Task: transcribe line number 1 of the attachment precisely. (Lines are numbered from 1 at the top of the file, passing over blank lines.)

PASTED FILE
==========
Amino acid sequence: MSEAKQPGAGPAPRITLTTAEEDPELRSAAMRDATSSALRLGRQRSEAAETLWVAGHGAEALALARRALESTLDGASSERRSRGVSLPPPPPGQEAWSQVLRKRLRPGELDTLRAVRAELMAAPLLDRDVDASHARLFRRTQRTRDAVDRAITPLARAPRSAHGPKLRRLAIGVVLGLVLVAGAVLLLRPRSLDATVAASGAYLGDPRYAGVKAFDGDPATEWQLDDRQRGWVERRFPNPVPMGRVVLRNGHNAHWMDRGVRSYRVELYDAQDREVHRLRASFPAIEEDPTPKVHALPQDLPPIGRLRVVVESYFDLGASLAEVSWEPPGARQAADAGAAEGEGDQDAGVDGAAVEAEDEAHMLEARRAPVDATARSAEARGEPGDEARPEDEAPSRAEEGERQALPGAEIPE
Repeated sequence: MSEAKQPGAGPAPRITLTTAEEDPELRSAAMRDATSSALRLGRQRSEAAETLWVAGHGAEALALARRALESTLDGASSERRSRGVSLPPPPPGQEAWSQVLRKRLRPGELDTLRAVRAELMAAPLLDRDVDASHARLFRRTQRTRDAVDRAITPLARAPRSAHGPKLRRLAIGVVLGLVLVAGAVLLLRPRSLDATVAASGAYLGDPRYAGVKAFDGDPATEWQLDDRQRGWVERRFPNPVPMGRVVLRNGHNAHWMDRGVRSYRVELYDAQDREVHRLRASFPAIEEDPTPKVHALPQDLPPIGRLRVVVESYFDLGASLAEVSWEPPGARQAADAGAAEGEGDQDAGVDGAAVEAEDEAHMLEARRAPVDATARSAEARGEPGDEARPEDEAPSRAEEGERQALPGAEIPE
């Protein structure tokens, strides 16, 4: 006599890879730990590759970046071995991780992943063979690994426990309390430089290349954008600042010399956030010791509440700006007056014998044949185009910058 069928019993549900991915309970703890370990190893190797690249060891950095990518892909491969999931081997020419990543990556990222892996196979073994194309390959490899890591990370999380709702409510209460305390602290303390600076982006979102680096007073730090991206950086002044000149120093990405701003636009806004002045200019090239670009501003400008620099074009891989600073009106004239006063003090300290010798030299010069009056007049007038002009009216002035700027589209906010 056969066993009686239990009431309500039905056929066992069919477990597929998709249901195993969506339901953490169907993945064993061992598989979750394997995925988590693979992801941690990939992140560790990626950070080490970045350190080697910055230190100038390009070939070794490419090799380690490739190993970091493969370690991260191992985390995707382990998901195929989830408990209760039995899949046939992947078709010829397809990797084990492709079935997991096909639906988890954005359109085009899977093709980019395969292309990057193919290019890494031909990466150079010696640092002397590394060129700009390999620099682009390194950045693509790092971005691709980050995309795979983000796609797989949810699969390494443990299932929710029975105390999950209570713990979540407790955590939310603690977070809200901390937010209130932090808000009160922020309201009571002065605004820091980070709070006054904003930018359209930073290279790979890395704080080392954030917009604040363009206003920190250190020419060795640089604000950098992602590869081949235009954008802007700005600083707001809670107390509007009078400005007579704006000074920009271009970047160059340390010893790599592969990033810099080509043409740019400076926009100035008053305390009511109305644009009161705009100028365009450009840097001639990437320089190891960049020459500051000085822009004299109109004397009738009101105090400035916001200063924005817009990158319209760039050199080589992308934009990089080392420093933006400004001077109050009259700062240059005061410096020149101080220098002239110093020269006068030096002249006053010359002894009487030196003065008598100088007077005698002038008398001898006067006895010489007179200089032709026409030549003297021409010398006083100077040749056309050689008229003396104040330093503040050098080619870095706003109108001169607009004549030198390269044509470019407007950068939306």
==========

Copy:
Amino acid sequence: MSEAKQPGAGPAPRITLTTAEEDPELRSAAMRDATSSALRLGRQRSEAAETLWVAGHGAEALALARRALESTLDGASSERRSRGVSLPPPPPGQEAWSQVLRKRLRPGELDTLRAVRAELMAAPLLDRDVDASHARLFRRTQRTRDAVDRAITPLARAPRSAHGPKLRRLAIGVVLGLVLVAGAVLLLRPRSLDATVAASGAYLGDPRYAGVKAFDGDPATEWQLDDRQRGWVERRFPNPVPMGRVVLRNGHNAHWMDRGVRSYRVELYDAQDREVHRLRASFPAIEEDPTPKVHALPQDLPPIGRLRVVVESYFDLGASLAEVSWEPPGARQAADAGAAEGEGDQDAGVDGAAVEAEDEAHMLEARRAPVDATARSAEARGEPGDEARPEDEAPSRAEEGERQALPGAEIPE